China will more than triple the number of stations monitoring atmospheric radiation levels nationwide by 2020 as part of a nuclear energy security plan, a senior official from China’s nuclear energy security authority said on March 23.
“We plan to build another 135 auto-monitoring stations this year in a bid to gradually improve the network and strengthen the monitoring capacity in nuclear energy security,” said Guo Chengzhan, head of nuclear and radiation security management at the Ministry of Environmental Protection.
The country currently has 161 stations, and the number will be increased to 500 to create a comprehensive network covering all major cities in China as well as ports in border regions, according to the ministry.
The move is also aimed at ensuring that China receives accurate and timely data on the possible influence of neighboring countries on radiation levels.
The stations now in place release hourly data for major cities and areas near nuclear power plants to the public via the National Radiation Environmental Data Evaluation System website.
Guo spoke at a news conference in Beijing to introduce the overall plan on nuclear security and radiation pollution prevention and controls for the 13th Five-Year Plan (2016-20) period, as well as targets for 2025.
According to the plan, all nuclear reactors in operation and under construction will have improved security by 2020, and the emergency response system will be smoother and stronger.
By 2025, the overall security level of all nuclear facilities will reach the advanced world standard, radiation will be at a good level, and China will have modern systems on security monitoring and management.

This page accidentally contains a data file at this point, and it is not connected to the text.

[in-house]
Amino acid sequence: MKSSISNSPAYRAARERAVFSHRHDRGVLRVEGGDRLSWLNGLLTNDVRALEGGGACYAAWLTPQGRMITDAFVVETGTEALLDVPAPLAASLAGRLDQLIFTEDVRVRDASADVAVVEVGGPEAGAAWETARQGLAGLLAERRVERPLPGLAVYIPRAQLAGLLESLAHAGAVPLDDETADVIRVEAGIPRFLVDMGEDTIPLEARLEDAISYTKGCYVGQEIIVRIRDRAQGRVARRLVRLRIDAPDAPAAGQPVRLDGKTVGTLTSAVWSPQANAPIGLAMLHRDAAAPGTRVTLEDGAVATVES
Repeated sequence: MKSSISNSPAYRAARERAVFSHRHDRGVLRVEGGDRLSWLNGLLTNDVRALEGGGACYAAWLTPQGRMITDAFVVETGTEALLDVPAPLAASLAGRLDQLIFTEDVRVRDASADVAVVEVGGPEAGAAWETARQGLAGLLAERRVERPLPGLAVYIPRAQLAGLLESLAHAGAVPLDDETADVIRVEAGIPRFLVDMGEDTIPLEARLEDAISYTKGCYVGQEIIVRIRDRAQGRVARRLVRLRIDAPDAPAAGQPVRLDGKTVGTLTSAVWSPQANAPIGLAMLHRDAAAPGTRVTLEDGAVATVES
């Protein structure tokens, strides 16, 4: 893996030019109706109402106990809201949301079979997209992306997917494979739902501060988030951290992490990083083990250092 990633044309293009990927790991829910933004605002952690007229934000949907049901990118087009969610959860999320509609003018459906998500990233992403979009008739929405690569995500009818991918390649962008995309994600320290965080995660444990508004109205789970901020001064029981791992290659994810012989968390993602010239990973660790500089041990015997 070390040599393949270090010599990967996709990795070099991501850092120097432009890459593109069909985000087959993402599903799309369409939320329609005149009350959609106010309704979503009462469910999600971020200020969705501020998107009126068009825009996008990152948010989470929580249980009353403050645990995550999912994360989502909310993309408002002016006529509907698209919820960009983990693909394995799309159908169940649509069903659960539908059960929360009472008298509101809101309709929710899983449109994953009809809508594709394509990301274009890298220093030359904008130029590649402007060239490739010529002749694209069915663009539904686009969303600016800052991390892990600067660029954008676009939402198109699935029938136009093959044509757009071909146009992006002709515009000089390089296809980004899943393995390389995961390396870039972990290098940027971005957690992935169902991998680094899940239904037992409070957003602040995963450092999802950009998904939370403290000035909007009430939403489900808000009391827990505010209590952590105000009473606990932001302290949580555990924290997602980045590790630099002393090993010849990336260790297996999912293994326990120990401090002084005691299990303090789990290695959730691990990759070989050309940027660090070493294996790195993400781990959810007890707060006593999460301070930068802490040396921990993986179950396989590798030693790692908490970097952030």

The plan envisions having 58 gigawatts of nuclear power capacity by 2020 and at least 30 GW under construction, which would make China the second-largest country, behind the United States, in terms of installed nuclear capacity, said Shi Lishan, deputy director of nuclear power at the National Energy Administration.
Nuclear power currently contributes about 2 percent of China’s electricity, data from the China Electricity Council shows.
In addition to the strengthened monitoring capacity, the plan listed nine other major tasks to guarantee security in the growing nuclear energy industry, including speeding up the treatment of radioactive waste.
China plans to build five disposal sites to deal with waste with low and intermediate levels of radioactivity, and two to three sites for those with high levels, said Kang Yufeng, a senior nuclear energy official with the environmental ministry.
“We have conducted research in locating such fields for high-level radioactive waste and have some candidates,” he said, adding that the sites will be buried 500 to 1,000 meters below ground, with a stable geological structure and far from residents.